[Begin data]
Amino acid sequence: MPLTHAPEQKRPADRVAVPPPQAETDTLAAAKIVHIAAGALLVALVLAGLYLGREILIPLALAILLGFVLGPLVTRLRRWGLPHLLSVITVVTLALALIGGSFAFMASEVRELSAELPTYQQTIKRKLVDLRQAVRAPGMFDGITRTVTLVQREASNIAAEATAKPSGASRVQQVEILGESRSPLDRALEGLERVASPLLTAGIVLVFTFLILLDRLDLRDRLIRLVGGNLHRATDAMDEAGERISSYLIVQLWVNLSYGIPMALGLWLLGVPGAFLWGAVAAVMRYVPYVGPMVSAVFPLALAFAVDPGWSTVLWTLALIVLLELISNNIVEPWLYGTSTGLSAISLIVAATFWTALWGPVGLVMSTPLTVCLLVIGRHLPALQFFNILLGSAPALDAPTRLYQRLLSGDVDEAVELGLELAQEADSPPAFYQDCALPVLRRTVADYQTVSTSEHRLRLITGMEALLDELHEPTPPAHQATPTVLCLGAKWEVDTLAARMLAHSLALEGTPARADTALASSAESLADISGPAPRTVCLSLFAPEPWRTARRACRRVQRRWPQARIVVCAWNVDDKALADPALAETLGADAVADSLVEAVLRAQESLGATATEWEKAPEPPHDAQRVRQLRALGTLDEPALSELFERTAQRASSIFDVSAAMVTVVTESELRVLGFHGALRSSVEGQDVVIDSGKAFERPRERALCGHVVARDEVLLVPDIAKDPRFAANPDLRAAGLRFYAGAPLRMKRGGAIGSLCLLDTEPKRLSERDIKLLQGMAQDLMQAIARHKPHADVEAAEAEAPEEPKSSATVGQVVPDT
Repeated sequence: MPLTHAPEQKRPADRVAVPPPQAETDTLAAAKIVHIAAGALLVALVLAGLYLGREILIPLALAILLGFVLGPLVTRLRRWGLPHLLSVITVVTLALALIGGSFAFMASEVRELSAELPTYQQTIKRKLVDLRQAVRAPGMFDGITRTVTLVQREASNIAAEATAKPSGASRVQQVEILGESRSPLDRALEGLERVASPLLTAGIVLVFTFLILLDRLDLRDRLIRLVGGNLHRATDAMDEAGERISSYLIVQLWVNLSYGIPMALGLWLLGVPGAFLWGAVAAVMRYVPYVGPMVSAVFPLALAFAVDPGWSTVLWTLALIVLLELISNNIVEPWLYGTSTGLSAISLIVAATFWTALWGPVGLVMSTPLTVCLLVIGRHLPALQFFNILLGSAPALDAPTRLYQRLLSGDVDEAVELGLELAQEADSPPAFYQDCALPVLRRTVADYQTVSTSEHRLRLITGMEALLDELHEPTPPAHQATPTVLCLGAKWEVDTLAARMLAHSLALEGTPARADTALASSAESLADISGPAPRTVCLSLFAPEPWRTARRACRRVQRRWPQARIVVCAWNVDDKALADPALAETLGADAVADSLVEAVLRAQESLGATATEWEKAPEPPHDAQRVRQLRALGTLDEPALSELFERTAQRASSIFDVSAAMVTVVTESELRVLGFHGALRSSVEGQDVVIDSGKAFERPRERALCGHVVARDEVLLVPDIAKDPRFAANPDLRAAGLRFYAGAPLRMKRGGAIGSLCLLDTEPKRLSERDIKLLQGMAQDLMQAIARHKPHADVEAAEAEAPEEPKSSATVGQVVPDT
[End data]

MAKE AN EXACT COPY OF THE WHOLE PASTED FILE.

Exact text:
Amino acid sequence: MPLTHAPEQKRPADRVAVPPPQAETDTLAAAKIVHIAAGALLVALVLAGLYLGREILIPLALAILLGFVLGPLVTRLRRWGLPHLLSVITVVTLALALIGGSFAFMASEVRELSAELPTYQQTIKRKLVDLRQAVRAPGMFDGITRTVTLVQREASNIAAEATAKPSGASRVQQVEILGESRSPLDRALEGLERVASPLLTAGIVLVFTFLILLDRLDLRDRLIRLVGGNLHRATDAMDEAGERISSYLIVQLWVNLSYGIPMALGLWLLGVPGAFLWGAVAAVMRYVPYVGPMVSAVFPLALAFAVDPGWSTVLWTLALIVLLELISNNIVEPWLYGTSTGLSAISLIVAATFWTALWGPVGLVMSTPLTVCLLVIGRHLPALQFFNILLGSAPALDAPTRLYQRLLSGDVDEAVELGLELAQEADSPPAFYQDCALPVLRRTVADYQTVSTSEHRLRLITGMEALLDELHEPTPPAHQATPTVLCLGAKWEVDTLAARMLAHSLALEGTPARADTALASSAESLADISGPAPRTVCLSLFAPEPWRTARRACRRVQRRWPQARIVVCAWNVDDKALADPALAETLGADAVADSLVEAVLRAQESLGATATEWEKAPEPPHDAQRVRQLRALGTLDEPALSELFERTAQRASSIFDVSAAMVTVVTESELRVLGFHGALRSSVEGQDVVIDSGKAFERPRERALCGHVVARDEVLLVPDIAKDPRFAANPDLRAAGLRFYAGAPLRMKRGGAIGSLCLLDTEPKRLSERDIKLLQGMAQDLMQAIARHKPHADVEAAEAEAPEEPKSSATVGQVVPDT
Repeated sequence: MPLTHAPEQKRPADRVAVPPPQAETDTLAAAKIVHIAAGALLVALVLAGLYLGREILIPLALAILLGFVLGPLVTRLRRWGLPHLLSVITVVTLALALIGGSFAFMASEVRELSAELPTYQQTIKRKLVDLRQAVRAPGMFDGITRTVTLVQREASNIAAEATAKPSGASRVQQVEILGESRSPLDRALEGLERVASPLLTAGIVLVFTFLILLDRLDLRDRLIRLVGGNLHRATDAMDEAGERISSYLIVQLWVNLSYGIPMALGLWLLGVPGAFLWGAVAAVMRYVPYVGPMVSAVFPLALAFAVDPGWSTVLWTLALIVLLELISNNIVEPWLYGTSTGLSAISLIVAATFWTALWGPVGLVMSTPLTVCLLVIGRHLPALQFFNILLGSAPALDAPTRLYQRLLSGDVDEAVELGLELAQEADSPPAFYQDCALPVLRRTVADYQTVSTSEHRLRLITGMEALLDELHEPTPPAHQATPTVLCLGAKWEVDTLAARMLAHSLALEGTPARADTALASSAESLADISGPAPRTVCLSLFAPEPWRTARRACRRVQRRWPQARIVVCAWNVDDKALADPALAETLGADAVADSLVEAVLRAQESLGATATEWEKAPEPPHDAQRVRQLRALGTLDEPALSELFERTAQRASSIFDVSAAMVTVVTESELRVLGFHGALRSSVEGQDVVIDSGKAFERPRERALCGHVVARDEVLLVPDIAKDPRFAANPDLRAAGLRFYAGAPLRMKRGGAIGSLCLLDTEPKRLSERDIKLLQGMAQDLMQAIARHKPHADVEAAEAEAPEEPKSSATVGQVVPDT